“Aldi’s joint managing director for corporate buying, Julie Ashfield, comments: “We believe that cost should never lead to compromise. Our competitively priced equestrian clothing ranges have proven extremely popular in the past, and this year, we want to go one gallop further in making horse riding more accessible for all. By offering discounted horse riding lessons for all the family, we hope that parents across the UK will be able to introduce their children to the sport, or have a go themselves.”

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Fonts of Success: How Typeface Builds Brands

The New York Times: “When ads for the Netflix show ‘Stranger Things’ first appeared in 2016, the glowing, blood-red, unevenly shaded font that spelled out the title told viewers exactly what they could expect. The retro typeface — and a haunting, one-minute title video — became synonymous with the supernatural thriller series and, as the show gained in popularity, memes centered largely around its instantly recognizable title have become plentiful … Hollywood has long known this marketing trick, with movie studios strategically choosing fonts, colors and lighting for a film title that will reflect its tone and genre.”

“When Southwest Airlines revamped its brand in 2014, it overhauled its font and logo as part of the upgrade. It wanted to create the image of an airline that cared about customer loyalty — one that had heart. So, Southwest changed its all-caps Helvetica font to a thicker, custom-made Southwest Sans font that included lowercase letters — changes meant to convey a softer, friendlier tone.” Southwest communications director Helen Limpitlaw comments: “We’ve definitely seen an increase in revenue, an increase in bookings and brand momentum.”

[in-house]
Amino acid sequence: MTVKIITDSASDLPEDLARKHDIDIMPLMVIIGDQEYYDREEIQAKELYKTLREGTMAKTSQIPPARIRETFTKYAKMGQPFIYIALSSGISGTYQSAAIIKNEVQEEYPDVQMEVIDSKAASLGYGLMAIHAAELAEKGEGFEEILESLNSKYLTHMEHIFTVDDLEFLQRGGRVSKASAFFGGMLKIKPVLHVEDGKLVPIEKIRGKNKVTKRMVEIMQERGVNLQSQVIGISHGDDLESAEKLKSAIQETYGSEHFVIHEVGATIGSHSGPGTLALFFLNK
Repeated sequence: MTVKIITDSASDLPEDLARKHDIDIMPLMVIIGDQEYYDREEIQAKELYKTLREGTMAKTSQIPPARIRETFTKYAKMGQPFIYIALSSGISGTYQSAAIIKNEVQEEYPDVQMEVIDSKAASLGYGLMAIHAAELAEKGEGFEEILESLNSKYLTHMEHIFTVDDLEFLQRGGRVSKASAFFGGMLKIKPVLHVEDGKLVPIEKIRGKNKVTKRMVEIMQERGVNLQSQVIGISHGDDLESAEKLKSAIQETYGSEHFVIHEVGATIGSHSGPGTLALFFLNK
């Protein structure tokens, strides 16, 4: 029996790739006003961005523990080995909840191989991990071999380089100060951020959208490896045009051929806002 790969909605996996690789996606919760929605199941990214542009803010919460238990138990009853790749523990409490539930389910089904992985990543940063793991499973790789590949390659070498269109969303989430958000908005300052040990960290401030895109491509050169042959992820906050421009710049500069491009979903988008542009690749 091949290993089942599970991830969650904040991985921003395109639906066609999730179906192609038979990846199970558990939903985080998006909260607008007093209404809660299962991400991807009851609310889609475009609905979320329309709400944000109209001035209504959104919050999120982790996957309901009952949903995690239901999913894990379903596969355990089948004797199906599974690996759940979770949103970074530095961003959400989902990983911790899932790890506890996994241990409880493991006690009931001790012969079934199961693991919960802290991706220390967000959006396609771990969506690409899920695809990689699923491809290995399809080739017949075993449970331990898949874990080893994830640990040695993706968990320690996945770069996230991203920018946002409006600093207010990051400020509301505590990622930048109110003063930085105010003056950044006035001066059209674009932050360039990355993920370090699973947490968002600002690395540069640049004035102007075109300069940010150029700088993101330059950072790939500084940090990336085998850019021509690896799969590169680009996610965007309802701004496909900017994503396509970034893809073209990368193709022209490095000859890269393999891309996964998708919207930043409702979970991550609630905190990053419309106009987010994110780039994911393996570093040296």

“In 2002, Monster Beverage rolled out its Monster Energy drink logo, which featured three neon-green claw-marks in the shape of an ‘M’ on a black background, with ‘Monster’ in white Gothic-like lettering under it. The eye-catching logo and colors exuded energy and youth and connected with fans of sports like snowboarding and Formula One racing, who were its target customers … Now, 16 years later, Monster’s logo remains valuable and recognizable.”

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Barley Independent: Beer is Certifiably Craft

Robert Glennon: “When the dust settled from various mergers, two conglomerates, Molson Coors and AB InBev, controlled 90% of U.S. beer production. They’ve been buying up craft breweries, including Blue Moon, Karbach, Wicked Weed and Goose Island. Last year Heineken acquired Lagunitas. Are the acquired brands still craft brewers?”

“Lurking beneath the legal technicalities lies a critical issue for craft brewers: access to shelf space and beer taps. It’s a big challenge given the structure of the beer industry. After the repeal of Prohibition in 1933, Congress and most state legislatures implemented a three-tier system of producers, distributors and retailers. Most producers must retain the services of a distributor. For some craft brewers, that’s a major problem. Most distributors are aligned with one of the two conglomerates, which exert leverage on distributors to favor their brands.”

“At one level, the question is whether drinkers care whether their beer comes from a small, independent brewery … The answer may become clearer. In June 2017, the Brewers Association launched a seal to be put on bottles or cans, labeling the product as ‘Brewers Association Certified Independent Craft’. As of Feb. 26, 3,033 craft brewers out of 5,546 nationwide pledged to use the seals. Consumers may end up voting with their wallets in a referendum on the importance of sustaining small, independent craft brewers.”

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Retail Politics: Is Fast Fashion Tone Deaf?

The New York Times: “Every once in a while, tucked into the stream of speedily made garments rushed into stores, designs with shockingly bad taste stand out: a shirt comparing women to dogs at Topman, symbols of the Holocaust on a top at Zara … Retail experts blame a heated competitive environment, where companies, many of them based in Europe, are spread thin trying to cater to a global customer base that is easily bored, is extremely demanding and can buy almost anything via e-commerce. Many brands develop a cavalier attitude: Churn out products now, ask forgiveness later.”